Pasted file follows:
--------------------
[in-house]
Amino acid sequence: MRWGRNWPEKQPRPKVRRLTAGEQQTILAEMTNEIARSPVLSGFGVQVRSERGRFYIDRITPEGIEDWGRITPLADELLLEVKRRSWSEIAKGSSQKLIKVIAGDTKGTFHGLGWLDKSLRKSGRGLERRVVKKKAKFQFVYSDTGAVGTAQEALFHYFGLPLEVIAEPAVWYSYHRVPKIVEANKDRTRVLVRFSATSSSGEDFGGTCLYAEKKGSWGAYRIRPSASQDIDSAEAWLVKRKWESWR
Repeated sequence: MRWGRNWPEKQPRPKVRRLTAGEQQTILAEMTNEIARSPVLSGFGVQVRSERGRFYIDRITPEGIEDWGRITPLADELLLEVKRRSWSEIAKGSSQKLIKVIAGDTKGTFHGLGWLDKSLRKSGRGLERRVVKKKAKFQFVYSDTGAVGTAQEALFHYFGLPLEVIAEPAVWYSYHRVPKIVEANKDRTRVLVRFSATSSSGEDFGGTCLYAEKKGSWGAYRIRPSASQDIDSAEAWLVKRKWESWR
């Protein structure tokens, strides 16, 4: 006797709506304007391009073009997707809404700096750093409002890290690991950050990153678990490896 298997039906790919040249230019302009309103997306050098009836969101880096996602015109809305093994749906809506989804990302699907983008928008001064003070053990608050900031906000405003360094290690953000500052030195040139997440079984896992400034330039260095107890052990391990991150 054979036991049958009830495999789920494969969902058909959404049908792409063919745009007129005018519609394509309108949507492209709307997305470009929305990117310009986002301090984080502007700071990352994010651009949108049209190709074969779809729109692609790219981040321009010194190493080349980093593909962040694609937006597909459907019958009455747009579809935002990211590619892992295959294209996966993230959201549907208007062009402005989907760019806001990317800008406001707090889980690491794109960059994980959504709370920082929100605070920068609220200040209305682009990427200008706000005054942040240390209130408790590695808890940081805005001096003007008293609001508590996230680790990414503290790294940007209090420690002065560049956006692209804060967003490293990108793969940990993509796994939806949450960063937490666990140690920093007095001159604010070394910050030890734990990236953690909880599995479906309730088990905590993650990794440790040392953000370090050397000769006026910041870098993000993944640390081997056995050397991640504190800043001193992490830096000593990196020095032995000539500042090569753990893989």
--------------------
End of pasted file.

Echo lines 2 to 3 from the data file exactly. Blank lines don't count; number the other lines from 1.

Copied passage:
Amino acid sequence: MRWGRNWPEKQPRPKVRRLTAGEQQTILAEMTNEIARSPVLSGFGVQVRSERGRFYIDRITPEGIEDWGRITPLADELLLEVKRRSWSEIAKGSSQKLIKVIAGDTKGTFHGLGWLDKSLRKSGRGLERRVVKKKAKFQFVYSDTGAVGTAQEALFHYFGLPLEVIAEPAVWYSYHRVPKIVEANKDRTRVLVRFSATSSSGEDFGGTCLYAEKKGSWGAYRIRPSASQDIDSAEAWLVKRKWESWR
Repeated sequence: MRWGRNWPEKQPRPKVRRLTAGEQQTILAEMTNEIARSPVLSGFGVQVRSERGRFYIDRITPEGIEDWGRITPLADELLLEVKRRSWSEIAKGSSQKLIKVIAGDTKGTFHGLGWLDKSLRKSGRGLERRVVKKKAKFQFVYSDTGAVGTAQEALFHYFGLPLEVIAEPAVWYSYHRVPKIVEANKDRTRVLVRFSATSSSGEDFGGTCLYAEKKGSWGAYRIRPSASQDIDSAEAWLVKRKWESWR